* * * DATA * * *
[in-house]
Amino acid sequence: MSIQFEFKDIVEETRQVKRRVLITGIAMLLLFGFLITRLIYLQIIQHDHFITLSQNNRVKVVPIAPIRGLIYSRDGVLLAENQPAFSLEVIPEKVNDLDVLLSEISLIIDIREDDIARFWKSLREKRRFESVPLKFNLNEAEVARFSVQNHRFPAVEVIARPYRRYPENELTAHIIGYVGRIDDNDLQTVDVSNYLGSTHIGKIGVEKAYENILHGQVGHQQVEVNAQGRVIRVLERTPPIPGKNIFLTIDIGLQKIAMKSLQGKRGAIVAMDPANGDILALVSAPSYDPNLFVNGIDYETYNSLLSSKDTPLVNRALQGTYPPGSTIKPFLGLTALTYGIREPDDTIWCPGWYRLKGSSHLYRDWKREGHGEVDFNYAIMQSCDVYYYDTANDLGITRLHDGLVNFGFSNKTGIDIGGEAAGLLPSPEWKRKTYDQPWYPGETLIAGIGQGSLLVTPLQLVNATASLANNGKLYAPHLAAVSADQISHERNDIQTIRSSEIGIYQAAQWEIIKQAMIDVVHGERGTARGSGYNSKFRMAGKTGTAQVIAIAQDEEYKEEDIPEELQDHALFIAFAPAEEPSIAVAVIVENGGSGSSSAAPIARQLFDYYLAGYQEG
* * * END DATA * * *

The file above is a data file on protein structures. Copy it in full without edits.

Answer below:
[in-house]
Amino acid sequence: MSIQFEFKDIVEETRQVKRRVLITGIAMLLLFGFLITRLIYLQIIQHDHFITLSQNNRVKVVPIAPIRGLIYSRDGVLLAENQPAFSLEVIPEKVNDLDVLLSEISLIIDIREDDIARFWKSLREKRRFESVPLKFNLNEAEVARFSVQNHRFPAVEVIARPYRRYPENELTAHIIGYVGRIDDNDLQTVDVSNYLGSTHIGKIGVEKAYENILHGQVGHQQVEVNAQGRVIRVLERTPPIPGKNIFLTIDIGLQKIAMKSLQGKRGAIVAMDPANGDILALVSAPSYDPNLFVNGIDYETYNSLLSSKDTPLVNRALQGTYPPGSTIKPFLGLTALTYGIREPDDTIWCPGWYRLKGSSHLYRDWKREGHGEVDFNYAIMQSCDVYYYDTANDLGITRLHDGLVNFGFSNKTGIDIGGEAAGLLPSPEWKRKTYDQPWYPGETLIAGIGQGSLLVTPLQLVNATASLANNGKLYAPHLAAVSADQISHERNDIQTIRSSEIGIYQAAQWEIIKQAMIDVVHGERGTARGSGYNSKFRMAGKTGTAQVIAIAQDEEYKEEDIPEELQDHALFIAFAPAEEPSIAVAVIVENGGSGSSSAAPIARQLFDYYLAGYQEG